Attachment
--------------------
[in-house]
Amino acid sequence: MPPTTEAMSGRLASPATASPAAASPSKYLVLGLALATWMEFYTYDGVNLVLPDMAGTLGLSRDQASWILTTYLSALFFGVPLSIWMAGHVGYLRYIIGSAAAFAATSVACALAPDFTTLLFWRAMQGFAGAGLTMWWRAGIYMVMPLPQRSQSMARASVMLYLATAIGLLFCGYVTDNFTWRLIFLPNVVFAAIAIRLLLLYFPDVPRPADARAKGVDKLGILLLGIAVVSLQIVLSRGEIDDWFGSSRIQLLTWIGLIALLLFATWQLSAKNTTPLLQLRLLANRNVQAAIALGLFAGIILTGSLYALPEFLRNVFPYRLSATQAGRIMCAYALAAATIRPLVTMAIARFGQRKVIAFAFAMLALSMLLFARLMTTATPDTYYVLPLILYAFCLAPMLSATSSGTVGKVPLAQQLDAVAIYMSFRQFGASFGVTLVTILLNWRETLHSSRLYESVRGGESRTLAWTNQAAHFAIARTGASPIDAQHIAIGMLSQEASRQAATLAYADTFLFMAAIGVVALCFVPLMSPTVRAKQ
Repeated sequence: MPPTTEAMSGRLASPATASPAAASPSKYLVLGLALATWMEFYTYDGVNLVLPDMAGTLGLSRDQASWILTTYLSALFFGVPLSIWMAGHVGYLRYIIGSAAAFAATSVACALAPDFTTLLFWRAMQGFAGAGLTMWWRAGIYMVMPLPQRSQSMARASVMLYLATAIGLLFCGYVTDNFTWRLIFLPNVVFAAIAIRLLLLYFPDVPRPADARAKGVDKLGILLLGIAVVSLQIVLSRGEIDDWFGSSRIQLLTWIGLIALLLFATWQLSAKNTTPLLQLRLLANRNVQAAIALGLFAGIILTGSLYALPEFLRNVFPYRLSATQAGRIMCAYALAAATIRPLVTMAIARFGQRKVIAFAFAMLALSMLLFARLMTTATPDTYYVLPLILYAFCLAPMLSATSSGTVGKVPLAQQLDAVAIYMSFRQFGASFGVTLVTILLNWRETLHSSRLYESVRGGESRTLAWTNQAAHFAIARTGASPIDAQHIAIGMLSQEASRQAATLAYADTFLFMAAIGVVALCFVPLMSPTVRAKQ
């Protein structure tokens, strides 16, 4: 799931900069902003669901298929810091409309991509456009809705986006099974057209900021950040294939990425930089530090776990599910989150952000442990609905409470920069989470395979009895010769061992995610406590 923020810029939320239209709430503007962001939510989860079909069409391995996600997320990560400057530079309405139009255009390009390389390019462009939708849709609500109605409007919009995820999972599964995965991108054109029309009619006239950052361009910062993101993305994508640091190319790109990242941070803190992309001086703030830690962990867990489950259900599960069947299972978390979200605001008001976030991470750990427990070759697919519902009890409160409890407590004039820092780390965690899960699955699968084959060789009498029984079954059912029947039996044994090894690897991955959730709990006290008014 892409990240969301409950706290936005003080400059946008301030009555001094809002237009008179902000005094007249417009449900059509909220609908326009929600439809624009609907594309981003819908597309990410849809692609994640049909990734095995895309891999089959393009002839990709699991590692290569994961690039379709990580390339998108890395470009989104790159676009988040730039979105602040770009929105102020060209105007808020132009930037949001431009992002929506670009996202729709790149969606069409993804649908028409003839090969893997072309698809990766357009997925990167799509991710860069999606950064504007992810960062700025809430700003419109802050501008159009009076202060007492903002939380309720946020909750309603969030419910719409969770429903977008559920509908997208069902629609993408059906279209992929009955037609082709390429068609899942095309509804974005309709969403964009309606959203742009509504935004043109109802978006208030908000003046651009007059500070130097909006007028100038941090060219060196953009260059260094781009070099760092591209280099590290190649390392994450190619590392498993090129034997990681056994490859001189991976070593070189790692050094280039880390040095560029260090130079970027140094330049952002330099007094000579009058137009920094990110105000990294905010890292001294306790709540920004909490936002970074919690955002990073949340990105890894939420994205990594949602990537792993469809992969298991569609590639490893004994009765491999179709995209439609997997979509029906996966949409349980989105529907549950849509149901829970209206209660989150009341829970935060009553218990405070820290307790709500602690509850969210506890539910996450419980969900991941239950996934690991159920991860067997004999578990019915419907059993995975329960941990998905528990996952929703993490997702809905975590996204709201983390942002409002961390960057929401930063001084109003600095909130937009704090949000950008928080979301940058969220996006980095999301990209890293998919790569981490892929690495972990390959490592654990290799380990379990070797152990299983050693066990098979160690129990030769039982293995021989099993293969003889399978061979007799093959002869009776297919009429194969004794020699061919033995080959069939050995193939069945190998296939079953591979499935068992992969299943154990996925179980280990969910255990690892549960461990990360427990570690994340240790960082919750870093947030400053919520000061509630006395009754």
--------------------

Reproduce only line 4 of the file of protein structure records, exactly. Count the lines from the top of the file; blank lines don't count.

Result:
């Protein structure tokens, strides 16, 4: 799931900069902003669901298929810091409309991509456009809705986006099974057209900021950040294939990425930089530090776990599910989150952000442990609905409470920069989470395979009895010769061992995610406590 923020810029939320239209709430503007962001939510989860079909069409391995996600997320990560400057530079309405139009255009390009390389390019462009939708849709609500109605409007919009995820999972599964995965991108054109029309009619006239950052361009910062993101993305994508640091190319790109990242941070803190992309001086703030830690962990867990489950259900599960069947299972978390979200605001008001976030991470750990427990070759697919519902009890409160409890407590004039820092780390965690899960699955699968084959060789009498029984079954059912029947039996044994090894690897991955959730709990006290008014 892409990240969301409950706290936005003080400059946008301030009555001094809002237009008179902000005094007249417009449900059509909220609908326009929600439809624009609907594309981003819908597309990410849809692609994640049909990734095995895309891999089959393009002839990709699991590692290569994961690039379709990580390339998108890395470009989104790159676009988040730039979105602040770009929105102020060209105007808020132009930037949001431009992002929506670009996202729709790149969606069409993804649908028409003839090969893997072309698809990766357009997925990167799509991710860069999606950064504007992810960062700025809430700003419109802050501008159009009076202060007492903002939380309720946020909750309603969030419910719409969770429903977008559920509908997208069902629609993408059906279209992929009955037609082709390429068609899942095309509804974005309709969403964009309606959203742009509504935004043109109802978006208030908000003046651009007059500070130097909006007028100038941090060219060196953009260059260094781009070099760092591209280099590290190649390392994450190619590392498993090129034997990681056994490859001189991976070593070189790692050094280039880390040095560029260090130079970027140094330049952002330099007094000579009058137009920094990110105000990294905010890292001294306790709540920004909490936002970074919690955002990073949340990105890894939420994205990594949602990537792993469809992969298991569609590639490893004994009765491999179709995209439609997997979509029906996966949409349980989105529907549950849509149901829970209206209660989150009341829970935060009553218990405070820290307790709500602690509850969210506890539910996450419980969900991941239950996934690991159920991860067997004999578990019915419907059993995975329960941990998905528990996952929703993490997702809905975590996204709201983390942002409002961390960057929401930063001084109003600095909130937009704090949000950008928080979301940058969220996006980095999301990209890293998919790569981490892929690495972990390959490592654990290799380990379990070797152990299983050693066990098979160690129990030769039982293995021989099993293969003889399978061979007799093959002869009776297919009429194969004794020699061919033995080959069939050995193939069945190998296939079953591979499935068992992969299943154990996925179980280990969910255990690892549960461990990360427990570690994340240790960082919750870093947030400053919520000061509630006395009754």